We did the first virtual hang-out experiment with Google Hangout, since… well, virtual hangout, right, so it makes sense. Google Hangout limited interaction to the first 10 people. Since more than 10 people wanted to join that, the rest ended up just watching the video stream, which is less fun, and they didn’t have a way to participate in the embedded text chat either. (If you’re paying for Google Apps for business, government, or school, you can have up to 15 people interacting.)
AnyMeeting has the advantage of letting more than 15 people join and interact (up to 200, actually, which is not a huge deal because I’m not that popular anyway). I don’t like turning people away at the (virtual) door, so it was worth a try. Besides, the ad-supported version is free.
Video worked okay, but audio conferencing was a little laggy for us, and some people’s microphones didn’t work (maybe Linux is not fully supported?). We switched to text chat instead, making do with the small chat box in the lower right corner. The chat box couldn’t be resized or undocked, but it was enough for interesting conversations. People swapped tips, I picked up a couple of good ideas, and all of that worked out.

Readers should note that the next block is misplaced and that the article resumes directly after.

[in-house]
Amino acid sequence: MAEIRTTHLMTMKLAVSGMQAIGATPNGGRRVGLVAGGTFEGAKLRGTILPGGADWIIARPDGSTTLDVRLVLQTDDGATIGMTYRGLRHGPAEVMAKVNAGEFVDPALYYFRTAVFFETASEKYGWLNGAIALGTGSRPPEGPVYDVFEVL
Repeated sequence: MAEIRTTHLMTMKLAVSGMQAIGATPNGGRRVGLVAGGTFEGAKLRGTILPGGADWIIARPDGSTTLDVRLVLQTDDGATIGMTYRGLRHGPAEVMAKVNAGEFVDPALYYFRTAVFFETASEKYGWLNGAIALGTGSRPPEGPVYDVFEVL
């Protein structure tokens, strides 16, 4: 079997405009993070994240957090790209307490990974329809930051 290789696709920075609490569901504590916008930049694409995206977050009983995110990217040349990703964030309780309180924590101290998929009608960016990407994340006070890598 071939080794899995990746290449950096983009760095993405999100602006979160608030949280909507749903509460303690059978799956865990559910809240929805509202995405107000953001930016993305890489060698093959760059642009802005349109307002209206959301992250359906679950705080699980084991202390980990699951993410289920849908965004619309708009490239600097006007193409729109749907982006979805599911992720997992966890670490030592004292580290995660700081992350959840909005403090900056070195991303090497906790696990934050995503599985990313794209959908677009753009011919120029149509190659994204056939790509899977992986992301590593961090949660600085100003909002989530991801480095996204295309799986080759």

I wasn’t sure if I could get the chat transcript afterwards and the chat box wouldn’t let me select all the text, so I copied everything one by one just in case. It turns out that you can get a copy of the chat log from the Past Meetings tab, so that’s convenient. It does say that the chat log is only available if the meeting was recorded, so that might go away if I’m actually on a limited trial and my account reverts to the regular free account after a week or a month or so.